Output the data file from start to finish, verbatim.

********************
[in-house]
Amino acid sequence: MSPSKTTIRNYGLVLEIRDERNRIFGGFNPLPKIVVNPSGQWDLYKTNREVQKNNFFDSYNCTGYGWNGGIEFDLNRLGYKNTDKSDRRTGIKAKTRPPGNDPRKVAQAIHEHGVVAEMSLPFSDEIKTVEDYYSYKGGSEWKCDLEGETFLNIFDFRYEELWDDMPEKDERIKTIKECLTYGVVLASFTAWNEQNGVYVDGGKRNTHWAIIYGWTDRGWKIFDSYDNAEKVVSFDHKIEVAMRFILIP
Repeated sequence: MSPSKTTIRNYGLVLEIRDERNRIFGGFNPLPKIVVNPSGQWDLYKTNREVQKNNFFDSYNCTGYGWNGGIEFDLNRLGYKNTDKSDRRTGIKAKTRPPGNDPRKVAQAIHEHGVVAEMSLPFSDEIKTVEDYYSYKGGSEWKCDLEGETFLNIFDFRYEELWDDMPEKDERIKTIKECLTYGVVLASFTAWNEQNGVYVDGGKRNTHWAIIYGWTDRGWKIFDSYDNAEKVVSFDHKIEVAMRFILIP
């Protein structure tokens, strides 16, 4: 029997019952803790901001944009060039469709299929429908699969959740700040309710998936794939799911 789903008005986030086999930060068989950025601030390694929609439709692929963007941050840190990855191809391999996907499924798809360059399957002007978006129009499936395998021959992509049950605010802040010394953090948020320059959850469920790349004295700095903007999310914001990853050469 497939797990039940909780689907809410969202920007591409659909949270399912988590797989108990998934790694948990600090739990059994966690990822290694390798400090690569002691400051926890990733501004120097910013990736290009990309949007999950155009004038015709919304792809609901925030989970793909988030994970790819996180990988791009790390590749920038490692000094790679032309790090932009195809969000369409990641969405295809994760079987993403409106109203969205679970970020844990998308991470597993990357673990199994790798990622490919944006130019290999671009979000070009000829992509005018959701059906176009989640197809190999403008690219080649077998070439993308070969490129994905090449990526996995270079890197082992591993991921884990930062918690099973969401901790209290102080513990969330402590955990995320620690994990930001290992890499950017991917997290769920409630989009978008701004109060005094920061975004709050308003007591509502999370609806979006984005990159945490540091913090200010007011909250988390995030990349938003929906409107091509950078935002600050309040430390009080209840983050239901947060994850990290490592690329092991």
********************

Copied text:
[in-house]
Amino acid sequence: MSPSKTTIRNYGLVLEIRDERNRIFGGFNPLPKIVVNPSGQWDLYKTNREVQKNNFFDSYNCTGYGWNGGIEFDLNRLGYKNTDKSDRRTGIKAKTRPPGNDPRKVAQAIHEHGVVAEMSLPFSDEIKTVEDYYSYKGGSEWKCDLEGETFLNIFDFRYEELWDDMPEKDERIKTIKECLTYGVVLASFTAWNEQNGVYVDGGKRNTHWAIIYGWTDRGWKIFDSYDNAEKVVSFDHKIEVAMRFILIP
Repeated sequence: MSPSKTTIRNYGLVLEIRDERNRIFGGFNPLPKIVVNPSGQWDLYKTNREVQKNNFFDSYNCTGYGWNGGIEFDLNRLGYKNTDKSDRRTGIKAKTRPPGNDPRKVAQAIHEHGVVAEMSLPFSDEIKTVEDYYSYKGGSEWKCDLEGETFLNIFDFRYEELWDDMPEKDERIKTIKECLTYGVVLASFTAWNEQNGVYVDGGKRNTHWAIIYGWTDRGWKIFDSYDNAEKVVSFDHKIEVAMRFILIP
């Protein structure tokens, strides 16, 4: 029997019952803790901001944009060039469709299929429908699969959740700040309710998936794939799911 789903008005986030086999930060068989950025601030390694929609439709692929963007941050840190990855191809391999996907499924798809360059399957002007978006129009499936395998021959992509049950605010802040010394953090948020320059959850469920790349004295700095903007999310914001990853050469 497939797990039940909780689907809410969202920007591409659909949270399912988590797989108990998934790694948990600090739990059994966690990822290694390798400090690569002691400051926890990733501004120097910013990736290009990309949007999950155009004038015709919304792809609901925030989970793909988030994970790819996180990988791009790390590749920038490692000094790679032309790090932009195809969000369409990641969405295809994760079987993403409106109203969205679970970020844990998308991470597993990357673990199994790798990622490919944006130019290999671009979000070009000829992509005018959701059906176009989640197809190999403008690219080649077998070439993308070969490129994905090449990526996995270079890197082992591993991921884990930062918690099973969401901790209290102080513990969330402590955990995320620690994990930001290992890499950017991917997290769920409630989009978008701004109060005094920061975004709050308003007591509502999370609806979006984005990159945490540091913090200010007011909250988390995030990349938003929906409107091509950078935002600050309040430390009080209840983050239901947060994850990290490592690329092991």